The Grilling Mistake That Boosts Your Risk for Developing Dementia and Diabetes
A research team from the Icahn School of Medicine at Mount Sinai in New York, publishing in the Proceedings of the National Academy of Sciences, has found that that consuming heat-processed animal products, such as grilled or broiled meats, may increase the risk of Alzheimer’s disease and diabetes.
Scientists have known for the better part of the past decade that cooking meats with high heat and grilling or barbequing dramatically increases the risk of developing colon cancer, as the heterocyclic amines — chemicals produced in the high-heat or charring cooking process — disrupt normal cellular metabolism during digestion. It should then come as no surprise to health-conscious individuals that these same food preparation methods are now associated with a significant risk for diabetes and dementia, both diseases increasing exponentially with the proliferation of processed foods and poor food preparation standards over the course of decades of life.
Blood Sugar Levels + AGE Accumulation = Increased Dementia Risk
The study team expanded well documented prior works showing that heat-processed meats contain high levels of advanced glycation end-products (AGE’s). These compounds have been associated with the worsening of many degenerative diseases, including diabetes and Alzheimer’s disease.
Scientists know that AGE’s are formed when proteins or fats react with sugar in a process that takes place naturally during the normal course of cellular metabolism, though it is greatly exacerbated during the cooking process when high heat methods are utilized. Using a mouse model, researchers in this study were able to show that a diet rich in AGE’s affects the chemistry of the brain leading to a build-up of defective beta amyloid protein, a hallmark of Alzheimer’s disease. The team noted that mice eating a low-AGE diet were able to prevent the production of damaged amyloid.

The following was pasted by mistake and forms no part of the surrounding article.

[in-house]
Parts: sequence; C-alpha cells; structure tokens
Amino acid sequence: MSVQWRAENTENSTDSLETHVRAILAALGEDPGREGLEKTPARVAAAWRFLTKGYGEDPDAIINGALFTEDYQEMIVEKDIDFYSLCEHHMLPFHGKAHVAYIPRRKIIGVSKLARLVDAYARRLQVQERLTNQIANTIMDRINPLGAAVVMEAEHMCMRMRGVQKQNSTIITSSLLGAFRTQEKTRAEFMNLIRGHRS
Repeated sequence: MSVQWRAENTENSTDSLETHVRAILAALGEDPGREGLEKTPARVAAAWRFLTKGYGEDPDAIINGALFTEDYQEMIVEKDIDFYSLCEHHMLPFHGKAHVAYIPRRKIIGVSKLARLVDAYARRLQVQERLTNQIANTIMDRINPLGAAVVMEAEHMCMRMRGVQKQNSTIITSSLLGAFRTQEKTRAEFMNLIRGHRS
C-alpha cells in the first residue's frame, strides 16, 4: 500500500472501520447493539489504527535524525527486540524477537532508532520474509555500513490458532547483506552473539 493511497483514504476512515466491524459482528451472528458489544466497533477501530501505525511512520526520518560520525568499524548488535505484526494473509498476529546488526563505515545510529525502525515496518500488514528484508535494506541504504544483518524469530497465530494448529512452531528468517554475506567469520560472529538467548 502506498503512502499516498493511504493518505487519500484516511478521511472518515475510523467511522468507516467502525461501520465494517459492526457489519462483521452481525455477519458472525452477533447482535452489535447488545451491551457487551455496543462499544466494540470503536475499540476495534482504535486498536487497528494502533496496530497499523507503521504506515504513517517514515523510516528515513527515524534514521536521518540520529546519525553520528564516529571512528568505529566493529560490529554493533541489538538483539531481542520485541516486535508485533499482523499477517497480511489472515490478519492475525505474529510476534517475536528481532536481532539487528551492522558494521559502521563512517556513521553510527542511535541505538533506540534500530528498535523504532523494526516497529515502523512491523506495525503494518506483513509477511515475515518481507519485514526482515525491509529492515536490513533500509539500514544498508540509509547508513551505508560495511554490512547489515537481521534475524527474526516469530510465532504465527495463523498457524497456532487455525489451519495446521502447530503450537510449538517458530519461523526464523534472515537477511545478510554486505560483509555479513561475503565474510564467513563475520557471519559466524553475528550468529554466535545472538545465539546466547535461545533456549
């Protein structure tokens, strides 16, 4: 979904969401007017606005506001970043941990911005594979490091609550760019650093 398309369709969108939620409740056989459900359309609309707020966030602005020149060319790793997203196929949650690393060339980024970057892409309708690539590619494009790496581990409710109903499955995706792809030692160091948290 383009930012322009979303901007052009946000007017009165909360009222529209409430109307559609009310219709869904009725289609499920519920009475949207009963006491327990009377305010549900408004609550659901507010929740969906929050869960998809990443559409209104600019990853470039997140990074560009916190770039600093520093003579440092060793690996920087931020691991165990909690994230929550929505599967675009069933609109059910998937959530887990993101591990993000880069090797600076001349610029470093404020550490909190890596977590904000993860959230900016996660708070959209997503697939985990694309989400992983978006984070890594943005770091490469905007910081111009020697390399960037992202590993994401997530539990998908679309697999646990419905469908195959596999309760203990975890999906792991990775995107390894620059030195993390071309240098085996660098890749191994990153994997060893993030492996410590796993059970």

Employ Low Heat Cooking Methods to Significantly Reduce Alzheimer’s Disease and Diabetes Risks
An analysis of people over the age of 60 has shown a definitive link between high levels of AGE’s in the blood and cognitive decline. Additionally, this research found that those subjects with high blood AGE levels developed metabolic syndrome, therefore significantly increasing their risk of diabetes and heart disease. Lead author, Dr. Helen Vlassara commented, “The findings point to an easily achievable goal that could reduce the risk of these conditions through the consumption of non-AGE-rich foods… For example, foods that are cooked or processed under lower heat levels and in the presence of more water – cooking methods employed for centuries.”
Prior studies have made an association between diabetes incidence and risk of dementia, with some classifying Alzheimer’s disease as Type III diabetes due to a connection with elevated blood sugar levels in the brain and this devastating form of dementia. This study indicates that AGE accumulation may be another confounding factor leading to disease progression. Dr. Vlassara concludes, “more research needs to be done to discover the exact connection of food AGE’s to metabolic and neurological disorders… by cutting AGE’s, we bolster the body’s own natural defenses against Alzheimer’s disease as well as diabetes.”
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John Phillip is a Certified Nutritional Consultant and diet, health and nutrition researcher and author with a passion for understanding weight loss challenges and encouraging health modification through natural diet, lifestyle and targeted supplementation. John’s passion is to research and write about the cutting edge alternative health technologies that affect our lives. Discover the latest alternative health news concerning diabetes, heart disease, cancer, dementia and weight loss at My Optimal Health Resource